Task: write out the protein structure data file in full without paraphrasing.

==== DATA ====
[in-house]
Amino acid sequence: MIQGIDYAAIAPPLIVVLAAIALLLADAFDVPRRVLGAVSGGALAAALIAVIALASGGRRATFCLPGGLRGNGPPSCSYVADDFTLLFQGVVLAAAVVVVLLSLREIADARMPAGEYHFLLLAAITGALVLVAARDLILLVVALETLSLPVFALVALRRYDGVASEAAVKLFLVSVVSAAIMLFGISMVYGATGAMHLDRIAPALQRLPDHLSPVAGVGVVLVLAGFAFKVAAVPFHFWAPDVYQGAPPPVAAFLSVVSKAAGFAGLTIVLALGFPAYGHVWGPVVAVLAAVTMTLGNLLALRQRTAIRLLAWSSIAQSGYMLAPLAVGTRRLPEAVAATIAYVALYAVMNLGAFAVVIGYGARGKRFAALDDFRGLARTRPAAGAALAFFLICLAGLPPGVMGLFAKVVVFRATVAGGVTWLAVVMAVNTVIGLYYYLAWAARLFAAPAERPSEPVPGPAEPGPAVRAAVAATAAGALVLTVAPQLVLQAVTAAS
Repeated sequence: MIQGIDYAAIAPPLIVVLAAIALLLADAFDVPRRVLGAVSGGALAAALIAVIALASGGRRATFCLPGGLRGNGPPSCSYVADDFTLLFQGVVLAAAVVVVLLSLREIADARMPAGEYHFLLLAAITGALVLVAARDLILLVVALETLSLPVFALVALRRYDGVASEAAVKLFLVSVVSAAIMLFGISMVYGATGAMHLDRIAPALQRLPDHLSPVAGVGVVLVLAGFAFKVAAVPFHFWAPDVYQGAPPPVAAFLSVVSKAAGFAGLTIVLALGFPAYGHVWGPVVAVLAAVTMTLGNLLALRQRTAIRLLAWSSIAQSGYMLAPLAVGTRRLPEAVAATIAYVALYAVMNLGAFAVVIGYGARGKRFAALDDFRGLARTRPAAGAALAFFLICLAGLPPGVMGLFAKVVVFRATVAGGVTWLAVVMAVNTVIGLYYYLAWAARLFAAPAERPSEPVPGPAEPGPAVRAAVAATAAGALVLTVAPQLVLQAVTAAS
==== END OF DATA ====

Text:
[in-house]
Amino acid sequence: MIQGIDYAAIAPPLIVVLAAIALLLADAFDVPRRVLGAVSGGALAAALIAVIALASGGRRATFCLPGGLRGNGPPSCSYVADDFTLLFQGVVLAAAVVVVLLSLREIADARMPAGEYHFLLLAAITGALVLVAARDLILLVVALETLSLPVFALVALRRYDGVASEAAVKLFLVSVVSAAIMLFGISMVYGATGAMHLDRIAPALQRLPDHLSPVAGVGVVLVLAGFAFKVAAVPFHFWAPDVYQGAPPPVAAFLSVVSKAAGFAGLTIVLALGFPAYGHVWGPVVAVLAAVTMTLGNLLALRQRTAIRLLAWSSIAQSGYMLAPLAVGTRRLPEAVAATIAYVALYAVMNLGAFAVVIGYGARGKRFAALDDFRGLARTRPAAGAALAFFLICLAGLPPGVMGLFAKVVVFRATVAGGVTWLAVVMAVNTVIGLYYYLAWAARLFAAPAERPSEPVPGPAEPGPAVRAAVAATAAGALVLTVAPQLVLQAVTAAS
Repeated sequence: MIQGIDYAAIAPPLIVVLAAIALLLADAFDVPRRVLGAVSGGALAAALIAVIALASGGRRATFCLPGGLRGNGPPSCSYVADDFTLLFQGVVLAAAVVVVLLSLREIADARMPAGEYHFLLLAAITGALVLVAARDLILLVVALETLSLPVFALVALRRYDGVASEAAVKLFLVSVVSAAIMLFGISMVYGATGAMHLDRIAPALQRLPDHLSPVAGVGVVLVLAGFAFKVAAVPFHFWAPDVYQGAPPPVAAFLSVVSKAAGFAGLTIVLALGFPAYGHVWGPVVAVLAAVTMTLGNLLALRQRTAIRLLAWSSIAQSGYMLAPLAVGTRRLPEAVAATIAYVALYAVMNLGAFAVVIGYGARGKRFAALDDFRGLARTRPAAGAALAFFLICLAGLPPGVMGLFAKVVVFRATVAGGVTWLAVVMAVNTVIGLYYYLAWAARLFAAPAERPSEPVPGPAEPGPAVRAAVAATAAGALVLTVAPQLVLQAVTAAS